Tuesday, February 21, 2012

Ernie Hawkins Ain't no Whinin' Boy

A new album by the fingerstyle guitarist Ernie Hawkins, Whinin’ Boy, represents a change in pace. Hawkins, a disciple of the the legendary Reverend Gary Davis, has distinguished himself as a masterful guitarist in the blues and ragtime vein pioneered by Davis, as well as a teacher of that and other acoustic blues styles. The present album has him playing material in the vein of early classic jazz and pop in small group settings with the contributions of Paul Consentino on clarinet, Joe Dallas on trombone and James Moore on trumpet worth mentioning.

The album has him in a variety of settings including the skittle jazz band format with clarinet, trumpet, trombone, tuba and washboard backing for Jelly Roll Morton’s title track that opens the album with his understated vocal and simple rhythmic guitar. Clarinet is spotlighted on a reworking of Song (of the Islands), associated with Bix Beiderbecke as Hawkins’ comps in a pianistic vein. There is a brief washboard break. Dallas quotes The Wedding March to open the rendition of Makin’ Whoopee, with its wry opening lyric about weddings and that its not so bad being the groom. Hawkins delivers a simply delivered vocal. The Southbound Sneak, is a slow original Hawkins’ rag-flavored original with tuba and trombone followed by a rendition of the venerable Basin Street Blues, with a fuller band.

The amusing My Poodle Has Fleas has Hawkins adept ukelele backed by tuba and washboard. It is followed by a rendition of Little Brother Montgomery’s Vicksburg Blues, with nice harmonica from Marc Reisman. It is interesting to listen to this piano blues transposed to guitar. I’m Coming Virginia, associated with Bix Beiderbecke and Frankie Trumbauer, is reworked into a pensive guitar feature for Hawkins. Louis Armstrong’s Weather Bird (Rag) is reworked to showcase Hawkins’ adept finger picking and clarinet from Consentino. Bill Bill Broonzy’s Shuffle Rag, has nice harmonica while Hawkins’ evokes Broonzy’s early 1930’s guitar style. The skiffle-jazz band treatment of Rev. Gary Davis’ There Is A Table In Heaven, with trombone and clarinet (and brass bass) provides a fresh take on this performance.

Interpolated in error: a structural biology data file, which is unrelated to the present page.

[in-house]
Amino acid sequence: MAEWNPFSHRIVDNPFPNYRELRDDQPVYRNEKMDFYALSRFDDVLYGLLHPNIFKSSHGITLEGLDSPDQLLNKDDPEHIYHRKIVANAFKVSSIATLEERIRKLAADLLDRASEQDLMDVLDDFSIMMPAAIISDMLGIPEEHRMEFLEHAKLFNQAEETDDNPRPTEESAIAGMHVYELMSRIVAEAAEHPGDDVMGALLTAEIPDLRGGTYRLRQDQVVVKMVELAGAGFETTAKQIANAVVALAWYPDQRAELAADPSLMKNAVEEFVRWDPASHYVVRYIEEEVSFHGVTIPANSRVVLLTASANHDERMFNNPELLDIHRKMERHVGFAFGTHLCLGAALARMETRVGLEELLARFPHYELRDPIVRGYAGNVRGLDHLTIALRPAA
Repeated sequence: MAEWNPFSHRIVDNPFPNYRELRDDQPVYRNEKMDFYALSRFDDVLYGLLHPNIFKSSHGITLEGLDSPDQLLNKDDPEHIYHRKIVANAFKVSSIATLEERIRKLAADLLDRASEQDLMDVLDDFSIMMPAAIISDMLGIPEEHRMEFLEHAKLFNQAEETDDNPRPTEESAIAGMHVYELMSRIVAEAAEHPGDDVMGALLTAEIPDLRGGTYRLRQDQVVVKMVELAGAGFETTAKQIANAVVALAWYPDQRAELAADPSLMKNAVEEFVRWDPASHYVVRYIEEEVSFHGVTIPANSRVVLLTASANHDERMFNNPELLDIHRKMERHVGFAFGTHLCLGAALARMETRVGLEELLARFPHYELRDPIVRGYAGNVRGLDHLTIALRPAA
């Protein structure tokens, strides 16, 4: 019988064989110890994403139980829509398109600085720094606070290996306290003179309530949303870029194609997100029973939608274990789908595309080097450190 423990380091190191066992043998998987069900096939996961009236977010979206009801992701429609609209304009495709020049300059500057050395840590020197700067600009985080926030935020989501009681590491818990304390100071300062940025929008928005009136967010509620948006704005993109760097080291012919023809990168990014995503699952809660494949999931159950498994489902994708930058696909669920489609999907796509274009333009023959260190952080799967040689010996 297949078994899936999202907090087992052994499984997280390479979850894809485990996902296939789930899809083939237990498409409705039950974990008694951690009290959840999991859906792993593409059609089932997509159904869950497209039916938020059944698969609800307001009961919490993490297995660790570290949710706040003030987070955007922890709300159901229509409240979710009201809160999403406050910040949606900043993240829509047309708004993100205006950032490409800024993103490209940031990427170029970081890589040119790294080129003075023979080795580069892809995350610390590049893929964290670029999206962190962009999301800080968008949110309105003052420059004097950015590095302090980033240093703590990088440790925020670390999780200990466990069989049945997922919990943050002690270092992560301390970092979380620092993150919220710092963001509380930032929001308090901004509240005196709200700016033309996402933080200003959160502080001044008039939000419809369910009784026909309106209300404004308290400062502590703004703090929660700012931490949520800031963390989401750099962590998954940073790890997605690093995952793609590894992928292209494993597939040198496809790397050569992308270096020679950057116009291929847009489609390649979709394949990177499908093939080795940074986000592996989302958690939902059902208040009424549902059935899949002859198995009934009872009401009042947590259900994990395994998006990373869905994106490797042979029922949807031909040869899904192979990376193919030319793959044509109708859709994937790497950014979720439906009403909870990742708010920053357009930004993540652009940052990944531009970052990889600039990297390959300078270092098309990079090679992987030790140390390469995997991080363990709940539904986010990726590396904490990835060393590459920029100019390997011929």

This is an entertaining recording although Hawkins’ guitar perhaps is not as prominent here as on other recordings.

I received a review copy from Ernie Hawkins’ publicist. He is scheduled to open for John Mayall at The Birchmere in Alexandria, Virginia tonight (February 21, 2012).

No comments: